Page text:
7. Since archeology does not show the existence of a Jewish kingdom or kingdoms in the so-called First Temple Period, it is not clear when exactly the Jewish people would have ruled Jerusalem except for the Hasmonean Kingdom. The Assyrians conquered Jerusalem in 722. The Babylonians took it in 597 and ruled it until they were themselves conquered in 539 BCE by the Achaemenids of ancient Iran, who ruled Jerusalem until Alexander the Great took the Levant in the 330s BCE. Alexander's descendants, the Ptolemies ruled Jerusalem until 198 when Alexander's other descendants, the Seleucids, took the city. With the Maccabean Revolt in 168 BCE, the Jewish Hasmonean kingdom did rule Jerusalem until 37 BCE, though Antigonus II Mattathias, the last Hasmonean, only took over Jerusalem with the help of the Parthian dynasty in 40 BCE. Herod ruled 37 BCE until the Romans conquered what they called Palestine in 6 CE (CE= `Common Era' or what Christians call AD). The Romans and then the Eastern Roman Empire of Byzantium ruled Jerusalem from 6 CE until 614 CE when the Iranian Sasanian Empire Conquered it, ruling until 629 CE when the Byzantines took it back.

The Muslims conquered Jerusalem in 638 and ruled it until 1099 when the Crusaders conquered it. The Crusaders killed or expelled Jews and Muslims from the city. The Muslims under Saladin took it back in 1187 CE and allowed Jews to return, and Muslims ruled it until the end of World War I, or altogether for about 1192 years.

Adherents of Judaism did not found Jerusalem. It existed for perhaps 2700 years before anything we might recognize as Judaism arose. Jewish rule may have been no longer than 170 years or so, i.e., the kingdom of the Hasmoneans.

8. Therefore if historical building of Jerusalem and historical connection with Jerusalem establishes sovereignty over it as Netanyahu claims, here are the groups that have the greatest claim to the city:

A. The Muslims, who ruled it and built it over 1191 years.

B. The Egyptians, who ruled it as a vassal state for several hundred years in the second millennium BCE.

C. The Italians, who ruled it about 444 years until the fall of the Roman Empire in 450 CE.

D. The Iranians, who ruled it for 205 years under the Achaemenids, for three years under the Parthians (insofar as the last Hasmonean was actually their vassal), and for 15 years under the Sasanids.

E. The Greeks, who ruled it for over 160 years if we count the Ptolemys and Seleucids as Greek. If we count them as Egyptians and Syrians, that would increase the Egyptian claim and introduce a Syrian one.

F. The successor states to the Byzantines, which could be either Greece or Turkey, who ruled it 188 years, though if we consider the heir to be Greece and add in the time the Hellenistic Greek dynasties ruled it, that would give Greece nearly 350 years as ruler of Jerusalem.

G. There is an Iraqi claim to Jerusalem based on the Assyrian and Babylonian conquests, as well as perhaps the rule of the Ayyubids (Saladin's dynasty), who were Kurds from Iraq.

  1. Of course, Jews are historically connected to Jerusalem by the Temple, whenever that connection is dated to. But that link mostly was pursued when Jews were not in political control of the city, under Iranian, Greek and Roman rule. It cannot therefore be deployed to make a demand for political control of the whole city.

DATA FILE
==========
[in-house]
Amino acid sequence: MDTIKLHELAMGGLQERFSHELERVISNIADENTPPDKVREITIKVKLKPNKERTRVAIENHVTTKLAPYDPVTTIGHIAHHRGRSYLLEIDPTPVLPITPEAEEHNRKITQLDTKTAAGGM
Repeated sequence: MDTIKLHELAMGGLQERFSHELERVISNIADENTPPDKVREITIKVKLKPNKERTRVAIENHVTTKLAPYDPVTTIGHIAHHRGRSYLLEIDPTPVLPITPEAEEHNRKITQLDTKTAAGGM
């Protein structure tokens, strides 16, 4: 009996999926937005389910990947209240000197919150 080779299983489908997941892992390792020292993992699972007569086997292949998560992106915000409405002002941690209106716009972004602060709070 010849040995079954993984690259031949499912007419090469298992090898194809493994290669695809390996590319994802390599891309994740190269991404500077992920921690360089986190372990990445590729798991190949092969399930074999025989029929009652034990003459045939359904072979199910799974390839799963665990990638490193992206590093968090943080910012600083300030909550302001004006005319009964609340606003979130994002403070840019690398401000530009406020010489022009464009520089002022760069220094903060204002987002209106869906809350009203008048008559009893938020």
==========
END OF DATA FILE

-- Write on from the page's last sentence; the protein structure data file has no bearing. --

2. The Jews of Jerusalem and the rest of Palestine did not for the most part leave after the failure of the Bar Kochba revolt against the Romans in 136 CE. They continued to live there and to farm in Palestine under Roman rule and then Byzantine. They gradually converted to Christianity. After 638 CE all but 10 percent gradually converted to Islam. The present-day Palestinians are the descendants of the ancient Jews and have every right to live where their ancestors have lived for centuries.


by shergald on Sat Oct 16th, 2010 at 10:14:16 AM EST
[ Parent ]
Interesting tidbit about the ADL from Jews sans frontieres, a British site: a past supporter of South African apartheid.

October 17, 2010

ADL from skulduggery to stupidity and back again
It's a bit of old news now that the self-styled Anti-Defamation League has produced a list of "top 10 anti-Israel groups in America" but this article on the Daily Beast site sets out some examples of what the author calls the ADL's skulduggery so it's a bit useful in spite of the author's own concern that Israel's supporters might be "smeared" as anti-Israel:

In the 1980s, at a time when Israel maintained close ties with South Africa, the ADL went on the attack against Nelson Mandela's African National Congress. As Sasha Polakow-Suransky reported in his recent book The Unspoken Alliance: Israel's Secret Relationship with Apartheid South Africa, ADL National Director Nathan Perlmutter co-authored an article implying that the ANC was "totalitarian, anti-humane, anti-democratic, anti-Israel and anti-American." The ADL sent spies into the American anti-apartheid movement, as well as other movements critical of right-wing American foreign policy. Eventually, the organization was surveilling much of the American left. In 1993, a California police raid on the offices of the ADL and one of its investigators yielded files on Greenpeace, the NAACP, Act Up, New Jewish Agenda, the Center for Investigative Reporting, and several Democratic politicians, among hundreds of others. The ADL eventually settled a class-action lawsuit brought by several of its targets.

Links to the ADL's hitlist are all broken so it may be that the ADL has pulled the list but when you consider the ADL's past support for apartheid in South Africa, it's a bit rich when it and its kindred groups and individuals get so apoplectic whenever Israel is understatedly denounced as an apartheid state.


by shergald on Mon Oct 18th, 2010 at 11:31:27 AM EST
Thanks Shergald.

Excellent lunch time reading material.

Never underestimate their intelligence, always underestimate their knowledge.

Frank Delaney ~ Ireland

by siegestate (siegestate or beyondwarispeace.com) on Mon Oct 25th, 2010 at 07:49:12 AM EST